Maimonides, in his Laws of Prayer (Mishne Torah, Hilkhot Tefillah 5:11) provides an analogy for a prayer-related Jewish custom, whereby one concludes his Amidah by bowing first to his left and then to his right. In his opinion, this is because the one at prayer is facing God, and just as one first bows to the right side of a king before taking leave and only afterwards to his left side, so one should do likewise when taking leave of the divine:
Because one's left is to the right [side] of His countenance; i.e., just like when one stands before a king, he takes leave from the right of the king, and then afterwards from the left of the king. Thus, they established that one should withdraw from the Amidah in the same manner as he withdraws from before a king.
[English taken from Eliyahu Touger's translation, which is online.]
Maimonides' source for this custom is the Talmud (Yoma 53b, which can be viewed here), but the Talmudic source never mentions the idea that this is also how one takes leave of a human monarch. To the best of my knowledge, Maimonides' text is the earliest source for this particular idea.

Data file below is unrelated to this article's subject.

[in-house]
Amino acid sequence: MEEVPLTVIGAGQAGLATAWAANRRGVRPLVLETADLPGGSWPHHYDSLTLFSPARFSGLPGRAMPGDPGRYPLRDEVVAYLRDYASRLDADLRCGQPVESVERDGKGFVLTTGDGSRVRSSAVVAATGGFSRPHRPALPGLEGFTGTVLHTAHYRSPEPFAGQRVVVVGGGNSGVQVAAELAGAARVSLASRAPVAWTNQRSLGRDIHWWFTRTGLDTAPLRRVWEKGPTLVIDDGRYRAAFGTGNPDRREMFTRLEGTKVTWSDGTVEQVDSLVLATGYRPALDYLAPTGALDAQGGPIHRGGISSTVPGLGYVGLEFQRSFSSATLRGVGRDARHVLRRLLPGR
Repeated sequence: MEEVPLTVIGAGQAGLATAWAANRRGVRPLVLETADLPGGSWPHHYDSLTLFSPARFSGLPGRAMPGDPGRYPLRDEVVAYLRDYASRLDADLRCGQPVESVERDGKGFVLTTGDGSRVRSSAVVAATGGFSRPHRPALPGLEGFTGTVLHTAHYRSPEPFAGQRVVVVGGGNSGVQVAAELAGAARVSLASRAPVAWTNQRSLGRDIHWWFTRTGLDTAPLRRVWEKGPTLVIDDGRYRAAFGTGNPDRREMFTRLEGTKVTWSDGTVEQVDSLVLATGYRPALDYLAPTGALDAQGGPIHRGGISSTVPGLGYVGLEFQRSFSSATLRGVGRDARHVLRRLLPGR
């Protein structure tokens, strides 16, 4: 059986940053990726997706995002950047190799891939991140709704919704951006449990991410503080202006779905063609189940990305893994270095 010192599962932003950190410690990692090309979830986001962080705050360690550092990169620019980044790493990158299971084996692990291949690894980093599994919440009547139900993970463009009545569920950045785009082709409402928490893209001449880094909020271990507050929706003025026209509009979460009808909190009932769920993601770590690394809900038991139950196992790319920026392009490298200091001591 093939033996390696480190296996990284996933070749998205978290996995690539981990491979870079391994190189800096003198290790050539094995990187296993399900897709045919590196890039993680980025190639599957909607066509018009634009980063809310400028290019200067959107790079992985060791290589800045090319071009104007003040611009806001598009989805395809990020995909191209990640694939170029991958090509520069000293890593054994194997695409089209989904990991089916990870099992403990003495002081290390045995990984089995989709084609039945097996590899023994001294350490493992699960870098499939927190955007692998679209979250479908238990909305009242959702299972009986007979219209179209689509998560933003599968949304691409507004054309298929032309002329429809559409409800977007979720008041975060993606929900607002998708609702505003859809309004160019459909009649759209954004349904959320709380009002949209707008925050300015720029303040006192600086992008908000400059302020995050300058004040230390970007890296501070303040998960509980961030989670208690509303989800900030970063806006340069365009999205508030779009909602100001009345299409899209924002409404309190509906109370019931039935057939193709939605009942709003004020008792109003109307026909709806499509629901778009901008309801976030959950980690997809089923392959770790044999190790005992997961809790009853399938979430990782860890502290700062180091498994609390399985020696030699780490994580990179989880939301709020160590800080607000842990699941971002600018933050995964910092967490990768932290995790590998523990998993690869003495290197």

Is there any historical basis to this? Maimonides lived in the 12th century, both in Spain and in Egypt. Was it ever the case in either of those places (or in other, earlier places of which Maimonides might have heard) that a person departing from a king first bowed to one side of him (perhaps to a minister or prince who stood at one side of him) and then to another?
It is entirely possible that Maimonides is making this up, in an effort to find a rational explanation for a Talmudic law, but if there is an historical basis that would be fascinating - and this seems like the best place to ask!
The Wikipedia article on Maimonides can be viewed here.
The Wikipedia article on this prayer (the "Amidah") can be viewed here.